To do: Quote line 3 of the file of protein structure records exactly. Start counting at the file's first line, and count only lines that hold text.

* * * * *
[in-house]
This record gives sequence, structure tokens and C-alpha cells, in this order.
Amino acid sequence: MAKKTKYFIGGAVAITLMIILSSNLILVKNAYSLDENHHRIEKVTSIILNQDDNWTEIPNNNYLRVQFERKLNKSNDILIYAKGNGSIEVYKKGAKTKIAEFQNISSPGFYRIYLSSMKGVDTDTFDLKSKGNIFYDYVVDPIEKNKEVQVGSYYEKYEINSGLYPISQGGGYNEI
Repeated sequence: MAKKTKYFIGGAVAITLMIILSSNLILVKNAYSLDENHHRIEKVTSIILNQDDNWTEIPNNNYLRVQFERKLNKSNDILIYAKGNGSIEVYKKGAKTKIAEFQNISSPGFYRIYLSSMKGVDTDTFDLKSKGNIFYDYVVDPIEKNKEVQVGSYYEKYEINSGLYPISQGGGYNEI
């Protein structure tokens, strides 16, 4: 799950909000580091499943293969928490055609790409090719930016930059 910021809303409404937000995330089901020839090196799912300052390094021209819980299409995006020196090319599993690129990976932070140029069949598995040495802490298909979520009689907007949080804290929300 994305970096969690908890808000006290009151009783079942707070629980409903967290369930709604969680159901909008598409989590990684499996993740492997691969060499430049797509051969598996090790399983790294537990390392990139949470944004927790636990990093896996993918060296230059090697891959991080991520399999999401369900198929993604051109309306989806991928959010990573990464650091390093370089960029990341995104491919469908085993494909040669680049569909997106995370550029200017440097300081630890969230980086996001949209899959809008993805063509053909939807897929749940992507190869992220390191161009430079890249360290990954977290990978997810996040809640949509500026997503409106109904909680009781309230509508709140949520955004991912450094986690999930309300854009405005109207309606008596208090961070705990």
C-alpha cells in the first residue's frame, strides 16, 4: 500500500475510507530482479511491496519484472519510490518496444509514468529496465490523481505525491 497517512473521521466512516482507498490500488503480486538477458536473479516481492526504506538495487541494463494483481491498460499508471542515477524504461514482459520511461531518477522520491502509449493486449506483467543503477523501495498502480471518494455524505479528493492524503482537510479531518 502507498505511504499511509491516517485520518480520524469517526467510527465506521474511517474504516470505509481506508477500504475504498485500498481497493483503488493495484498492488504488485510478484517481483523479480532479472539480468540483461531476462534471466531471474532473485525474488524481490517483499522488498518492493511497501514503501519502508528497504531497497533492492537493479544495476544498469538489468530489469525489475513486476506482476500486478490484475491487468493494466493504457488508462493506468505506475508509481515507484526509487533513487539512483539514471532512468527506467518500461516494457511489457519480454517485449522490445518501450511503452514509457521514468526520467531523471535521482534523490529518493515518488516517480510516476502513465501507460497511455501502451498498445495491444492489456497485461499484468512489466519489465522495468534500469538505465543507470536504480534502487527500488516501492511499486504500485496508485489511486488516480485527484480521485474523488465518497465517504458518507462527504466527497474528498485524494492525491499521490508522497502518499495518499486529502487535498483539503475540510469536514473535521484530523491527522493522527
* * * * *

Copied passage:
Amino acid sequence: MAKKTKYFIGGAVAITLMIILSSNLILVKNAYSLDENHHRIEKVTSIILNQDDNWTEIPNNNYLRVQFERKLNKSNDILIYAKGNGSIEVYKKGAKTKIAEFQNISSPGFYRIYLSSMKGVDTDTFDLKSKGNIFYDYVVDPIEKNKEVQVGSYYEKYEINSGLYPISQGGGYNEI